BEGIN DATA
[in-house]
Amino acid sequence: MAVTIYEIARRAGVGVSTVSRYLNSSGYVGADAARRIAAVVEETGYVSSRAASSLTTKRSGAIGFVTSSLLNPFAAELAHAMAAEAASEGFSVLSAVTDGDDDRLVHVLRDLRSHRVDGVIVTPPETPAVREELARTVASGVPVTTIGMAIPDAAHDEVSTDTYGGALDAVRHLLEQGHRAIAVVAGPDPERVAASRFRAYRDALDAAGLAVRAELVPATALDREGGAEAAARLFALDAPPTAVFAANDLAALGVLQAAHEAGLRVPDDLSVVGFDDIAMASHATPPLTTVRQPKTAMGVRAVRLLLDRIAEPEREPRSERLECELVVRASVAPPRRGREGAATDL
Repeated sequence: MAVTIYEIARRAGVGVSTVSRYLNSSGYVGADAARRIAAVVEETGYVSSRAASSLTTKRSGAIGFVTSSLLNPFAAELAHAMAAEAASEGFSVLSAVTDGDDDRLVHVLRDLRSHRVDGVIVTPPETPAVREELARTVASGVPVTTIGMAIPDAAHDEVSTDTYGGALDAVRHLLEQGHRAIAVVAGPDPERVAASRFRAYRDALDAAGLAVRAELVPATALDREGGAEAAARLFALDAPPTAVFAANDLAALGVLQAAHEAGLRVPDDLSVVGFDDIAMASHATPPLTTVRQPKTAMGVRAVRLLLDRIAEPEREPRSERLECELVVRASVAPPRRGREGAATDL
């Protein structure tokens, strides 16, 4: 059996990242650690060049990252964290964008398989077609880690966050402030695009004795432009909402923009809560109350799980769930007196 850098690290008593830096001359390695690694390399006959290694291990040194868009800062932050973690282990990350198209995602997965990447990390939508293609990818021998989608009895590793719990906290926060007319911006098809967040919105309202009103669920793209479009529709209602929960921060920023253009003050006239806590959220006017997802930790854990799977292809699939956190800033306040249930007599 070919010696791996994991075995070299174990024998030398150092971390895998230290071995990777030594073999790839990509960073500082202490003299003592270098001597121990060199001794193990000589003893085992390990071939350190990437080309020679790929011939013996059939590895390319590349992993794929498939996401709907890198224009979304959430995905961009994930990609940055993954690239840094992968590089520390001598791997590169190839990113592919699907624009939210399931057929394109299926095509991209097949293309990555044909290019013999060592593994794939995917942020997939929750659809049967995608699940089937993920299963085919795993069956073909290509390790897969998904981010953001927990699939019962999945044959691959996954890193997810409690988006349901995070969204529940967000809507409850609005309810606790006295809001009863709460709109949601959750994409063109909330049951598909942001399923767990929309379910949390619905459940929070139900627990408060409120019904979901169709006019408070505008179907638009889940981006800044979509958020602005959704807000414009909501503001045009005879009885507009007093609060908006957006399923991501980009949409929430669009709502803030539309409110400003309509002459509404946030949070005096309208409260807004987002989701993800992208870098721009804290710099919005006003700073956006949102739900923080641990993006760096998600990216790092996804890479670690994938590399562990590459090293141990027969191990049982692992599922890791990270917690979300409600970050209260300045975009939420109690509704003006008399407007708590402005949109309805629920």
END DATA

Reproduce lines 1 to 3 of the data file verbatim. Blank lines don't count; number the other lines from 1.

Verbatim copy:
[in-house]
Amino acid sequence: MAVTIYEIARRAGVGVSTVSRYLNSSGYVGADAARRIAAVVEETGYVSSRAASSLTTKRSGAIGFVTSSLLNPFAAELAHAMAAEAASEGFSVLSAVTDGDDDRLVHVLRDLRSHRVDGVIVTPPETPAVREELARTVASGVPVTTIGMAIPDAAHDEVSTDTYGGALDAVRHLLEQGHRAIAVVAGPDPERVAASRFRAYRDALDAAGLAVRAELVPATALDREGGAEAAARLFALDAPPTAVFAANDLAALGVLQAAHEAGLRVPDDLSVVGFDDIAMASHATPPLTTVRQPKTAMGVRAVRLLLDRIAEPEREPRSERLECELVVRASVAPPRRGREGAATDL
Repeated sequence: MAVTIYEIARRAGVGVSTVSRYLNSSGYVGADAARRIAAVVEETGYVSSRAASSLTTKRSGAIGFVTSSLLNPFAAELAHAMAAEAASEGFSVLSAVTDGDDDRLVHVLRDLRSHRVDGVIVTPPETPAVREELARTVASGVPVTTIGMAIPDAAHDEVSTDTYGGALDAVRHLLEQGHRAIAVVAGPDPERVAASRFRAYRDALDAAGLAVRAELVPATALDREGGAEAAARLFALDAPPTAVFAANDLAALGVLQAAHEAGLRVPDDLSVVGFDDIAMASHATPPLTTVRQPKTAMGVRAVRLLLDRIAEPEREPRSERLECELVVRASVAPPRRGREGAATDL